The legacy of the existing cellar at Claridges provided a strong foundation, allowing us to start with over a 600 bin wine list. We hope to expand that to around 1000 but must bear in mind the physical restrictions of storage that come into play.
The buying power of an institution like Claridges is exciting for us and will continue to provide excellent opportunities. We have an eclectic international wine list mixed with a good balance of old world.
For many years, the British culture has been sourcing wines from all over Europe and indeed all over the world. You just have to look in wine shops today to see the diversity of choice available to the consumer. Fera at Claridges is a British restaurant and as such will reflect the culture. To an extent this also means bringing in more British wine of the right type and quality.
In line with the ethos of Simon Rogan the focus is on smaller production, artisan products, with producers who really care about the wine and who explore the terroir. This may involve underrated appellations and native/indigenous grape varieties. We like to think of those wines that have ’a sense of place’! Wines that have a story to tell and move you in a certain way. Even in classical regions we will look for special wines with this ‘sense of place’ perhaps from a small artisan producer or family orientated business!
How do you go about sourcing?
We work with fifteen different wine suppliers, which is rapidly heading up to nearer twenty. As the restaurant is still fairly new it is still a work in progress. Most suppliers are small specialist companies that you get to know well and they too get to know the wines you will like to take on board.
How do you go about food and wine matching?
Simon’s (Rogan) food is largely about tasting menus. So each time there are new dishes I will sit down with Dan Cox (Executive Head Chef) and we find wines that match the dishes. An important factor is natural acidity to balance Simon Rogan’s style of food: There is a lot of fresh flowers, vegetables and herbs and the right wine will naturally lift and balance the food.
We try to be diverse in origin and grape variety and take people on something of a wine tour!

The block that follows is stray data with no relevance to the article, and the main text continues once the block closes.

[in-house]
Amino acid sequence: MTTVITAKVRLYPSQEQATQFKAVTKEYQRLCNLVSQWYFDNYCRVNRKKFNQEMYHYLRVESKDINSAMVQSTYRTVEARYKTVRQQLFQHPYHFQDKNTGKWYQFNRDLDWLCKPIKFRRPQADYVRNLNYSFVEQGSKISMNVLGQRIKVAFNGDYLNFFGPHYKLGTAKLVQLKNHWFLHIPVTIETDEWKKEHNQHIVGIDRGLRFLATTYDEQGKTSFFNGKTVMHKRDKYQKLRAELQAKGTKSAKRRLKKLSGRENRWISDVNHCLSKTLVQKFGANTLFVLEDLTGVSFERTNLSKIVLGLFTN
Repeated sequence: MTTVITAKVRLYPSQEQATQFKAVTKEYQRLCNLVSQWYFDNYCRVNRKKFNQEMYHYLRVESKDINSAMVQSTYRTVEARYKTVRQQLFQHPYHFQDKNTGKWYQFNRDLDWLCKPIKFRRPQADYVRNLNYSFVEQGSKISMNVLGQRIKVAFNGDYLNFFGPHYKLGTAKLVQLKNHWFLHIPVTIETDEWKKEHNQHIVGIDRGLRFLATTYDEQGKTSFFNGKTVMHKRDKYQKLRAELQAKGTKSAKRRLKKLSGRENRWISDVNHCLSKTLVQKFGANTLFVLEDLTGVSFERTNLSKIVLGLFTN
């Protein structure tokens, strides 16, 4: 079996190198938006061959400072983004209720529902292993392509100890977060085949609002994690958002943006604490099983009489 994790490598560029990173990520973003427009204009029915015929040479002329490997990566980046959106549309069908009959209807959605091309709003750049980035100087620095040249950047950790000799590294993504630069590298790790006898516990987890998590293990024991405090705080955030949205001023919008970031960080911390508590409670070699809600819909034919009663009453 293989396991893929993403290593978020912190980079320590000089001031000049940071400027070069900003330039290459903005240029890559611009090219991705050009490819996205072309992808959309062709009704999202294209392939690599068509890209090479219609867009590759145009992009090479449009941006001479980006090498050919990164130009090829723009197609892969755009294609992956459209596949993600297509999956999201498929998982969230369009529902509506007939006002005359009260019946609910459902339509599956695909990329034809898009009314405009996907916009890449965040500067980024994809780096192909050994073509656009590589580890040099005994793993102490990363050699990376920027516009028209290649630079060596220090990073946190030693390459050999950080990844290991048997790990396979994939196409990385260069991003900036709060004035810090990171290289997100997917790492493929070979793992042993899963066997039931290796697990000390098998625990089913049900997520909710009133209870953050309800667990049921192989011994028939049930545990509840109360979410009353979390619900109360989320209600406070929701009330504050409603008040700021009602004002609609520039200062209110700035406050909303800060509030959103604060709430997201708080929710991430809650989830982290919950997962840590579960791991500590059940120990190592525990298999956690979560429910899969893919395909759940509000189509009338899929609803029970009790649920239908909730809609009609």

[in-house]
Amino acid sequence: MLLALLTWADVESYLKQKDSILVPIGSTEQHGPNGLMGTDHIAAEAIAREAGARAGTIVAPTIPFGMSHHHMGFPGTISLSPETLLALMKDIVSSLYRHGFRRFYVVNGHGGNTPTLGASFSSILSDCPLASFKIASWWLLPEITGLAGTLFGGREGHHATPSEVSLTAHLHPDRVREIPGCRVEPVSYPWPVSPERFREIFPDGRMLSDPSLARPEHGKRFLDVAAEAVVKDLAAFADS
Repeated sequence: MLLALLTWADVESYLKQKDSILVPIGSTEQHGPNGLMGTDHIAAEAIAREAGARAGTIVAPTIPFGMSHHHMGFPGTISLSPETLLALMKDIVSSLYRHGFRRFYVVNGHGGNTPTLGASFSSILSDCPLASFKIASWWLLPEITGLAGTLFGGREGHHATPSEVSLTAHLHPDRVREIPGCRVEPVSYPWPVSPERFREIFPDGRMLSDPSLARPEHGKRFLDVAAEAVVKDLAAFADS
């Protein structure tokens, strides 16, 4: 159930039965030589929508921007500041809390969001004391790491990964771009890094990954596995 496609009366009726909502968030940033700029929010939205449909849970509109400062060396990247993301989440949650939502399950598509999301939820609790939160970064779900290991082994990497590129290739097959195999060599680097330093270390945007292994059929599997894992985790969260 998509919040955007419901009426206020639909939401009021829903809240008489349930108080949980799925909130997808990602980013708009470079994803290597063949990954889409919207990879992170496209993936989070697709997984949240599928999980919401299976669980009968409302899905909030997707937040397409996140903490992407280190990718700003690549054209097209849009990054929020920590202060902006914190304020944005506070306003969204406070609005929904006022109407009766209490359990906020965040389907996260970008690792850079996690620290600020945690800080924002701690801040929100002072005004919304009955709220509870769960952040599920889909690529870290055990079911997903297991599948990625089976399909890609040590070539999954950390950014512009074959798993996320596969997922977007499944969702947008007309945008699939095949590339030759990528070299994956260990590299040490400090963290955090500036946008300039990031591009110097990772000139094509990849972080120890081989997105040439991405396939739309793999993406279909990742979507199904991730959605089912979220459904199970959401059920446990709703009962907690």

How should a customer go about maximising the relationship with a Sommelier?
The most important thing is to interact with the sommelier. The old fashioned idea that the sommelier is there to hit your purse is not true. The passion for the subject and the accrued knowledge is there at the disposal of the guest.
So give the sommelier an indication of what you like and don’t be afraid to discuss budget. With a little guidance to the sommelier the likely response will be to perhaps surprise with something special that you may never have otherwise tried. The satisfaction of the sommelier is dependent on the feeling of having added value to the customer. So the more the two interact the more likely both parties are to be happy in the experience.
No doubt to some it is still intimidating to talk to a sommelier but in no way is the sommelier there to judge someone on their level (or lack of) wine knowledge but more to impart some of their understanding and passion. Maybe if the customer points to two bottles on the list at top and bottom of their price range and says “this is what I like now surprise me” then that customer will get quality, value, fun and enjoyment from the relationship with the sommelier.
How do you go about pricing, determining mark ups?
We follow a company policy in determining price but the customer should know that in sourcing carefully the underrated appellations and native/indigenous grape varieties we deliver quality and value.